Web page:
“Office at Night” by Edward Hopper, 1940.(Public domain)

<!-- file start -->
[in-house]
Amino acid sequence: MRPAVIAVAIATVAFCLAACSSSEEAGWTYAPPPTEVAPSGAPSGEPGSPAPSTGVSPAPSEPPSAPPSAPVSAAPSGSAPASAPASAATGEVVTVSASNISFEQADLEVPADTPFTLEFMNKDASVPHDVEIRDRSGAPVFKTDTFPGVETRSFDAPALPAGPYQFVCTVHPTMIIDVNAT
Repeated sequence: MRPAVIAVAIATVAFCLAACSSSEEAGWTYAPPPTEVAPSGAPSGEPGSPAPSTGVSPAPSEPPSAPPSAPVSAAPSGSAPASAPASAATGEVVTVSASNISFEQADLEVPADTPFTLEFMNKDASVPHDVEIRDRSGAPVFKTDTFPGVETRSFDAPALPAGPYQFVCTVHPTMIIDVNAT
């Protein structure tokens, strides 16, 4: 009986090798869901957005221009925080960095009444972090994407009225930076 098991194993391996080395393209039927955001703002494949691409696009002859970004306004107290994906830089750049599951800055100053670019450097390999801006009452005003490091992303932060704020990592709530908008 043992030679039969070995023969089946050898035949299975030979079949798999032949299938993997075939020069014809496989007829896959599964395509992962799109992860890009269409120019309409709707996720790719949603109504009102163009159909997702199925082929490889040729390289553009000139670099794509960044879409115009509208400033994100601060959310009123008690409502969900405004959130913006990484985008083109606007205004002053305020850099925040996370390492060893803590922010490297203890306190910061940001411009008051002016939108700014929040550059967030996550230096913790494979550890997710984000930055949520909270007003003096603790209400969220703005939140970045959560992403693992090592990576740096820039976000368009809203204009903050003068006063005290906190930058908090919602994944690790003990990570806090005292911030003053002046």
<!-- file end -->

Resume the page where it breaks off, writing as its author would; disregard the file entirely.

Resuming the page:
It is hard not to concede the reasonableness of Hopper’s moral and spiritual skepticism—if that’s what it is—about many of the circumstances he observed and depicted in New York City. More than most urban settings, this city embodied in Hopper’s time an unusual combination of the failings of both industrial cities and raw capitalism. The early urban planning movement was made up of people whose biases were quite the opposite of anti-urban, and who were nevertheless driven by precisely the same visceral and moral reactions that Hopper seems to have experienced, in New York and other centers of industry and trade. The heyday of industrial urbanism produced a society whose excesses are not tempered by humane concerns. This is a point that radical, reformist, and conservative thinkers alike observed in the 19th century in response to the so-called march of progress. Though often dismissed in its time as mere sentimentality or temperamental conservatism, skepticism of rapid change has proven to be an abiding theme of the modern world.  To acknowledge the paradox of industrial modernity—its riches and conveniences, but also its expedience and nihilism—is hardly the hallmark of an anti-urban mind. Examined in all its context, the object of Hopper’s disapprobation is not urbanism, per se, but the heavy industry and constant disruption by economic forces that pervaded even the oldest and most settled of American cities during his lifetime. These conditions persisted well into the 20th century and were the driving impulse behind both the advent of zoning laws and post-World War II middle-class flight to suburbia. The rapid change that waves of industry and their attendant migrations imposed on those in their path had a particularly devastating impact on those individuals and traditions that required – and had come to expect, from the patterns of preindustrial life— a high degree of stability and patience to thrive. Neighborhoods shaped by generations of careful refinement, such as those described by Camillo Sitte in The Art of Building Cities, were one of the phenomena that suffered most immediately from the speed and scale of industrial change.